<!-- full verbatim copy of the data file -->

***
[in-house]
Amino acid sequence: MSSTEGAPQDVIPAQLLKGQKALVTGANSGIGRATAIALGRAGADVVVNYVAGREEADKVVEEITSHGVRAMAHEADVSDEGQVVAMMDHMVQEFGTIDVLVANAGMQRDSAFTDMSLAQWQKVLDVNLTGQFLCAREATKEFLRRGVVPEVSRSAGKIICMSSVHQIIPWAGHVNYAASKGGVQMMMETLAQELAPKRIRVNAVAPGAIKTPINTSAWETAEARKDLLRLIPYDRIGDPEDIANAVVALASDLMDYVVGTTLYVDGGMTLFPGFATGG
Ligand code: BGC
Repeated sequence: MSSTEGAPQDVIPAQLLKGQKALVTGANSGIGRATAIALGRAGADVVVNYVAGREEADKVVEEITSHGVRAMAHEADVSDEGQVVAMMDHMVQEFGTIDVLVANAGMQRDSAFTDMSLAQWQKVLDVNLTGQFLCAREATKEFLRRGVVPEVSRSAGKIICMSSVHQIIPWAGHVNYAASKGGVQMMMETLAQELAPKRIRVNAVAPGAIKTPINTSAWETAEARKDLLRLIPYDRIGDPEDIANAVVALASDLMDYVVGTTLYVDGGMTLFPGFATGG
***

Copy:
[in-house]
Amino acid sequence: MSSTEGAPQDVIPAQLLKGQKALVTGANSGIGRATAIALGRAGADVVVNYVAGREEADKVVEEITSHGVRAMAHEADVSDEGQVVAMMDHMVQEFGTIDVLVANAGMQRDSAFTDMSLAQWQKVLDVNLTGQFLCAREATKEFLRRGVVPEVSRSAGKIICMSSVHQIIPWAGHVNYAASKGGVQMMMETLAQELAPKRIRVNAVAPGAIKTPINTSAWETAEARKDLLRLIPYDRIGDPEDIANAVVALASDLMDYVVGTTLYVDGGMTLFPGFATGG
Ligand code: BGC
Repeated sequence: MSSTEGAPQDVIPAQLLKGQKALVTGANSGIGRATAIALGRAGADVVVNYVAGREEADKVVEEITSHGVRAMAHEADVSDEGQVVAMMDHMVQEFGTIDVLVANAGMQRDSAFTDMSLAQWQKVLDVNLTGQFLCAREATKEFLRRGVVPEVSRSAGKIICMSSVHQIIPWAGHVNYAASKGGVQMMMETLAQELAPKRIRVNAVAPGAIKTPINTSAWETAEARKDLLRLIPYDRIGDPEDIANAVVALASDLMDYVVGTTLYVDGGMTLFPGFATGG